Monday Aug 24, 2020
People who suffer from unmanaged or uncontrolled blood pressure can develop serious complications if they contract coronavirus, warned medical experts on Sunday.
According to a report in The News, people with unmanaged blood pressure can develop "serious complications, including multi-organ failure, heart failure or heart attack, and large strokes if they contract COVID-19".
Experts advised those suffering from hypertension to regularly monitor their blood pressure and ensure strict diet control, physical activities and medication.
"In Pakistan, around 40 to 50% people over the age of 40 are hypertensive, or they have high blood pressure," said experts.
They warned that COVID-19 can prove disastrous for those who have uncontrolled blood pressure as well as diabetes because these diseases severely damage vital organs, including the heart, kidneys and lungs.
Latest scientific studies have revealed that hypertension is the most prevalent comorbidity among patients around the world infected with the coronavirus, experts said. They added that meta-analysis of seven studies with 1,576 COVID-19 patients around the globe has shown that 21.1% of the COVID-19 patients were hypertensive.
“People with hypertension or high blood pressure are not at a higher risk of contracting COVID-19 as compared to healthy people,” said Professor Khawar Kazmi, a cardiologist associated with the National Institute of Cardiovascular Diseases (NICVD).
“But they can develop serious complications after getting infected with the coronavirus if their blood pressure is uncontrolled or unmanaged. Hypertensive people need to regularly monitor their blood pressure at home and take measures to control it to avoid serious complications.”
Prof Kazmi, who heads preventive cardiology at the NICVD, said that the coronavirus causes inflammation of the blood vessels and other organs of the body, which causes serious complications for patients of hypertension.
“We don’t have definite data, but people with uncontrolled blood pressure and even unmanaged diabetes are generally at a higher risk of developing complications. These patients already have issues with their heart, lungs and kidneys, and if they contract COVID-19, they can develop serious complications,” he said.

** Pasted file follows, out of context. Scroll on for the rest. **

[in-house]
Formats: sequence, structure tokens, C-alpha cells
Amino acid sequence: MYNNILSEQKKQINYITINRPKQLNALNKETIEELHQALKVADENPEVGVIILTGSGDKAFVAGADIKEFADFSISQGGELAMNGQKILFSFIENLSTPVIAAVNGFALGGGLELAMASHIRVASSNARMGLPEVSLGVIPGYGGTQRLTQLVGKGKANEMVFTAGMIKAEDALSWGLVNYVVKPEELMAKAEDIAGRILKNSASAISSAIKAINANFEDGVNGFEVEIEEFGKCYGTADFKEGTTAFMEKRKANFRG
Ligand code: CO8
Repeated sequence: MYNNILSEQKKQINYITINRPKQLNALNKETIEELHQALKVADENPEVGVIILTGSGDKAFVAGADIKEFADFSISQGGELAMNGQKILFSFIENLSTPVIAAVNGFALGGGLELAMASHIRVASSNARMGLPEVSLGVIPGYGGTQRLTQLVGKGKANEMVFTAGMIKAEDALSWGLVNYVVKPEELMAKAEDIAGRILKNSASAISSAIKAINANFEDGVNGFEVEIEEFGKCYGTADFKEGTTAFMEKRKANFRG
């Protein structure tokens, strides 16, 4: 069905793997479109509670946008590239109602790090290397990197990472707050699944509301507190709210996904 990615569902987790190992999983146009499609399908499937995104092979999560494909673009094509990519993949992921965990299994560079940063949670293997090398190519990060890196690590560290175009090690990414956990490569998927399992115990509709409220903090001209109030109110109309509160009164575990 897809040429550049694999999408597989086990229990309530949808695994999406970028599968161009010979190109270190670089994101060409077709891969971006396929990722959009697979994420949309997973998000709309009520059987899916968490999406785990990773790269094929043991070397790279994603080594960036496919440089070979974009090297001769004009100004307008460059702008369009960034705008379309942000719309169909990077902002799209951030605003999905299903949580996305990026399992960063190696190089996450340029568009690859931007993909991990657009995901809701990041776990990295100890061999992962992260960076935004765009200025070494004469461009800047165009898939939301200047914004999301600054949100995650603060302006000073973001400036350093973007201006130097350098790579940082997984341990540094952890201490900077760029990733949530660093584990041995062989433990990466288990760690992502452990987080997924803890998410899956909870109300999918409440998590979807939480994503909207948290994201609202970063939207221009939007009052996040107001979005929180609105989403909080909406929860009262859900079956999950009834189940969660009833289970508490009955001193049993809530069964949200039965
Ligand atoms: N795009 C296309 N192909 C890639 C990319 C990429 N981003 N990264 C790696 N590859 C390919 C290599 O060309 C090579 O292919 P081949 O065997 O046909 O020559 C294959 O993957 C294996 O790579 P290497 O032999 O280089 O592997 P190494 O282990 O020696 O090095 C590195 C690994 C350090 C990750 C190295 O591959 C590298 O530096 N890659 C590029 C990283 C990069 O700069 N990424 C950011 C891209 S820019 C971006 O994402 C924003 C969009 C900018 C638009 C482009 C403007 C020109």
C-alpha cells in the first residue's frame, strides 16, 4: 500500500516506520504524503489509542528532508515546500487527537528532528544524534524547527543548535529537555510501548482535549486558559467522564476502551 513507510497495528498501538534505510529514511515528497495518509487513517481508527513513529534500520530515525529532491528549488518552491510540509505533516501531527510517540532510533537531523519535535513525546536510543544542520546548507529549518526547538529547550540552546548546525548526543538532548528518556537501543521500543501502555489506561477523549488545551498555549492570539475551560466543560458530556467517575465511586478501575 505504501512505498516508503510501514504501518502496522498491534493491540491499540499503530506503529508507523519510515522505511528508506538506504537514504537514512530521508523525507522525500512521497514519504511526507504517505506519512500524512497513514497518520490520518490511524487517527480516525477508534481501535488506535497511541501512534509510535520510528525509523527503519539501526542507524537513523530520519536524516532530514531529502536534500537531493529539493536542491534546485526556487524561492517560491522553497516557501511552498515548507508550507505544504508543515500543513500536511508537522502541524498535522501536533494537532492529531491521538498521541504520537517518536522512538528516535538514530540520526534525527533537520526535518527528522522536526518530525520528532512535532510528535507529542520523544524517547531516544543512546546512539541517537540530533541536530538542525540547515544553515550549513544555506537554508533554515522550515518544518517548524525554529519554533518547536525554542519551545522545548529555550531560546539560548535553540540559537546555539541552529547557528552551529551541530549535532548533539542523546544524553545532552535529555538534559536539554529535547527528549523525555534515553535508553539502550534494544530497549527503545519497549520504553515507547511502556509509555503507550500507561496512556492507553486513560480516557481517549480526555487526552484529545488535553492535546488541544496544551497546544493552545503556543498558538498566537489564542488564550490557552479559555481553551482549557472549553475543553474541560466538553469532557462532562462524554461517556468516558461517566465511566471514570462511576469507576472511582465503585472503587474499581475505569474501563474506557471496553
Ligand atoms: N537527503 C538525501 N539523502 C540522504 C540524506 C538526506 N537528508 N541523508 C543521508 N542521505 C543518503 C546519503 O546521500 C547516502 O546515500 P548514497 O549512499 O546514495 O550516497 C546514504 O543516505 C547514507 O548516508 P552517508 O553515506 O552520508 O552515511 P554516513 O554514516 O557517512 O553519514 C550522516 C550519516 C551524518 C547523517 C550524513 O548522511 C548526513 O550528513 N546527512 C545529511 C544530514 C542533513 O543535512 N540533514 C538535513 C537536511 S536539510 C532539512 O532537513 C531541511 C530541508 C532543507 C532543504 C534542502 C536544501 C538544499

“The first thing is to monitor your blood pressure at home in a state of calmness. Measuring blood pressure during an emotional state, physical activity or headache is not advisable. Blood pressure should be monitored when a person is at ease,” he added. He advised consulting a consultant cardiologist to manage blood pressure.
A balanced diet with less salt and lots of fruit, exercising daily for 45 minutes can help in reducing diabetes. Also, it can cut the risk of contracting coronavirus as one's immune system gets strong.
“There is no need to take any extra supplements or medicines to boost your immunity. All you have to do is eat a healthy and balanced diet, exercise regularly for at least 45 minutes, take the prescribed medicines regularly and reduce your salt intake.”
Dr Fawad Farooq, another NICVD cardiologist, said people who suffer from high blood pressure are two to three times more at risk from developing serious complications from the COVID-19. This includes pulmonary edema (fluid build-up in lungs), heart failure or heart attack, or having a large stroke if they contract COVID-19, adding that around 25 to 30% of the population is hypertensive.
“Various organs of people with high blood pressure get affected if their disease remains uncontrolled for a long period of time, and in these circumstances, if a person contracts COVID-19, it can prove disastrous for such persons.”
For those suffering from blood pressure, here is what Dr Farooq had to say.
“Blood pressure should be monitored in a relaxed state. Now digital blood pressure monitors are available in the market that can help measure BP at home. In case of high blood pressure, consult a doctor, and in addition to taking medicines, reduce your weight, eat a healthy and balanced diet, and exercise regularly to maintain your blood pressure.”
Senior cardiologist Dr Akram Sultan advised hypertensive patients to regularly monitor their blood pressure at home in a relaxed state, saying that measuring blood pressure while crying, or during a headache or in an emotional state is not advisable.
“Blood pressure gets high if a person is in an emotional state, which includes having anxiety or any kind of stress, so people should monitor their blood pressure when they are at ease and not during any mental or physical stress.”